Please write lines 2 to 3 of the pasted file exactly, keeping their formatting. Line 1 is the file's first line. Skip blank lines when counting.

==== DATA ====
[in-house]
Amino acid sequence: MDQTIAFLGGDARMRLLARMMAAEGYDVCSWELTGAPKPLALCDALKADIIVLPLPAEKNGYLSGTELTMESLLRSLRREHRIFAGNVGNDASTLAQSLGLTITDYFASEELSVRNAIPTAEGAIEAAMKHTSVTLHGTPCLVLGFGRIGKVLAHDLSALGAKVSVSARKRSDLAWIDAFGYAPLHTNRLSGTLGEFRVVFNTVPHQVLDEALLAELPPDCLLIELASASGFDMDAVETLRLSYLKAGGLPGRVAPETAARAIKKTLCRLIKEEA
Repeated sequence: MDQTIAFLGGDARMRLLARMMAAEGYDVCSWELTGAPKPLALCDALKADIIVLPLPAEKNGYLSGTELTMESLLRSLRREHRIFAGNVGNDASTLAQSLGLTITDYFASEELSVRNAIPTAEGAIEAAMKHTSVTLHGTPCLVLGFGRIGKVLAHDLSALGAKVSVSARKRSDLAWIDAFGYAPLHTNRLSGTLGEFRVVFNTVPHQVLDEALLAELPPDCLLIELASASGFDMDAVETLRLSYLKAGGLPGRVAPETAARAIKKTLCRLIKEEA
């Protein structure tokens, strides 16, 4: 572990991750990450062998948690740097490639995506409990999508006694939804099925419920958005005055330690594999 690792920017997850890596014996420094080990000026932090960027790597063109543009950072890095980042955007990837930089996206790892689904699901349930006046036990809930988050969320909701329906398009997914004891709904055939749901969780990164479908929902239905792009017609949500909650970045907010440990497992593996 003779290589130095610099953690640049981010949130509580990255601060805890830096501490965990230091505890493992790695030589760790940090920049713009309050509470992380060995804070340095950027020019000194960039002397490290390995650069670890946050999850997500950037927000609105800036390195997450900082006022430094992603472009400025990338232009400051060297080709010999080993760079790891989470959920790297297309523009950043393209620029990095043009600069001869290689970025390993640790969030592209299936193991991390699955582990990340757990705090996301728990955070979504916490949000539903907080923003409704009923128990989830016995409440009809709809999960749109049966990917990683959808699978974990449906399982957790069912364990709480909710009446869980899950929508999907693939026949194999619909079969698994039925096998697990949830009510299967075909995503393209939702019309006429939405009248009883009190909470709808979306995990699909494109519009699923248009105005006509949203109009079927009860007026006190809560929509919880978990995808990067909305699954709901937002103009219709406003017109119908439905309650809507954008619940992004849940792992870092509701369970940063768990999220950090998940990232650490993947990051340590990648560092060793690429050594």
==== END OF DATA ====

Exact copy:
Amino acid sequence: MDQTIAFLGGDARMRLLARMMAAEGYDVCSWELTGAPKPLALCDALKADIIVLPLPAEKNGYLSGTELTMESLLRSLRREHRIFAGNVGNDASTLAQSLGLTITDYFASEELSVRNAIPTAEGAIEAAMKHTSVTLHGTPCLVLGFGRIGKVLAHDLSALGAKVSVSARKRSDLAWIDAFGYAPLHTNRLSGTLGEFRVVFNTVPHQVLDEALLAELPPDCLLIELASASGFDMDAVETLRLSYLKAGGLPGRVAPETAARAIKKTLCRLIKEEA
Repeated sequence: MDQTIAFLGGDARMRLLARMMAAEGYDVCSWELTGAPKPLALCDALKADIIVLPLPAEKNGYLSGTELTMESLLRSLRREHRIFAGNVGNDASTLAQSLGLTITDYFASEELSVRNAIPTAEGAIEAAMKHTSVTLHGTPCLVLGFGRIGKVLAHDLSALGAKVSVSARKRSDLAWIDAFGYAPLHTNRLSGTLGEFRVVFNTVPHQVLDEALLAELPPDCLLIELASASGFDMDAVETLRLSYLKAGGLPGRVAPETAARAIKKTLCRLIKEEA